Europe's mass unemployment and the call for extensive labour market de-regulation have, perhaps more than any other contemporary issue, impassioned political debate and academic research. With contributions from economists, political scientists and sociologists, Why Deregulate Labour Markets? takes a hard look at the empirical connections between unemployment and regulation in Europe today, utilizing both in-depth nation analyses and broader-based international comparisons. The book demonstrates that Europe's mass unemployment cannot be directly ascribed to excessive worker protection. Labour market rigidities can, however, be harmful for particular groups. The weight of the evidence suggests that a radical strategy of de-regulation would probably cause more harm than benefits for European economic performance.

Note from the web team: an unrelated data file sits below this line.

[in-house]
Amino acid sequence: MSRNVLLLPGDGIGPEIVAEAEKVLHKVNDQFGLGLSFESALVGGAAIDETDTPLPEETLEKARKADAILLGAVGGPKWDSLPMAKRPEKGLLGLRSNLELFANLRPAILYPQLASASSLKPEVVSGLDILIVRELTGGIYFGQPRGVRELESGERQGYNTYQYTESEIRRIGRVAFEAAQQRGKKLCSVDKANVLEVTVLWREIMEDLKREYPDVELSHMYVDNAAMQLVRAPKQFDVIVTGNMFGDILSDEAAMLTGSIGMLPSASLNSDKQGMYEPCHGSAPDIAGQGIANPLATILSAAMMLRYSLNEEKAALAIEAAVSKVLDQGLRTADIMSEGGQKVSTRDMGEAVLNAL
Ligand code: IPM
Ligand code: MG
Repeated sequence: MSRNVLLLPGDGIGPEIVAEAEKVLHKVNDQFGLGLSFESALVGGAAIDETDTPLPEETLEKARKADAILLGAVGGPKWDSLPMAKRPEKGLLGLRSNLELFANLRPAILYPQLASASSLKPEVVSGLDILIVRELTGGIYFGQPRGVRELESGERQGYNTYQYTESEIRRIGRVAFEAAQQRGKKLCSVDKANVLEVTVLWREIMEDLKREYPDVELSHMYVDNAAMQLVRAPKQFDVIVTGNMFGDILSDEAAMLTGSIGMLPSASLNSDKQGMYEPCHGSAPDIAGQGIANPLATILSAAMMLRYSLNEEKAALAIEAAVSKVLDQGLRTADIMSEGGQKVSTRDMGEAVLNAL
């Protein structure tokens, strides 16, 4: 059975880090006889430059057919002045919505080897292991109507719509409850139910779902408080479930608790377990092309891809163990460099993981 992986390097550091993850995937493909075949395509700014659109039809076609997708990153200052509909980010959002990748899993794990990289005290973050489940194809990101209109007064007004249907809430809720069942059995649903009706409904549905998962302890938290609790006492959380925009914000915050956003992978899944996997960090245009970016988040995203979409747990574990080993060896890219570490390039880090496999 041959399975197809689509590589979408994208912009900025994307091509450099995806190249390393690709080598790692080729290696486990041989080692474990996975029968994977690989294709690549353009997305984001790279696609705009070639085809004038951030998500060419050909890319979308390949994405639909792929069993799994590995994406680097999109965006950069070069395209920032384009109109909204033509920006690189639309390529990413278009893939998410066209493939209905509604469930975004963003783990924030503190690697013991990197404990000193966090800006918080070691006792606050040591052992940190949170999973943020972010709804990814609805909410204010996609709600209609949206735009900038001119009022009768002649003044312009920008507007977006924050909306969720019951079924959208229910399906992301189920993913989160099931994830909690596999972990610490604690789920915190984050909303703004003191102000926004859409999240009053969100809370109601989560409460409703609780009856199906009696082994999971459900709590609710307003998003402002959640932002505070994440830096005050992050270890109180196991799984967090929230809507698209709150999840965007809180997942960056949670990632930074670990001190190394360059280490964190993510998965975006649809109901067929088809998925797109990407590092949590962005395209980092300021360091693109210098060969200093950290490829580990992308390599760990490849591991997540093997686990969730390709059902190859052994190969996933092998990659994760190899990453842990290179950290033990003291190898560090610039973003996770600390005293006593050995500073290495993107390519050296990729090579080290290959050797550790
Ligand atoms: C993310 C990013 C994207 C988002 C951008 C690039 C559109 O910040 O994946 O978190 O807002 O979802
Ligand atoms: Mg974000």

Gosta Esping-Andersen ( Professor University Pompeu Fabra, Barcelona and University of Trento, Italia) Marino Regini (Professor of Sociology, University of Milano, and Director of IRES Lombardia)
Introduction ; PART I. LABOUR MARKET REFORM IN EUROPE ; The dilemmas of labour market regulation ; The dynamics of labour market reform in European countries ; Who is harmed by Labour Market Regulations? Quantitative Evidence ; Regulation and context. Reconsidering the correlates of unemployment ; PART II. NATIONAL VARIATIONS ; River Crossing or Cold Bath? Deregulation and Employment in Britain ; Going different ways: labour market policy in Denmark and Sweden ; The Dutch miracle? ; Germany: A regulated flexibility ; France: The deregulation that never existed ; Italy: the long times of consensual re-regulation ; The Spanish experiment: pros and cons of the flexibility at the margin ; Conclusions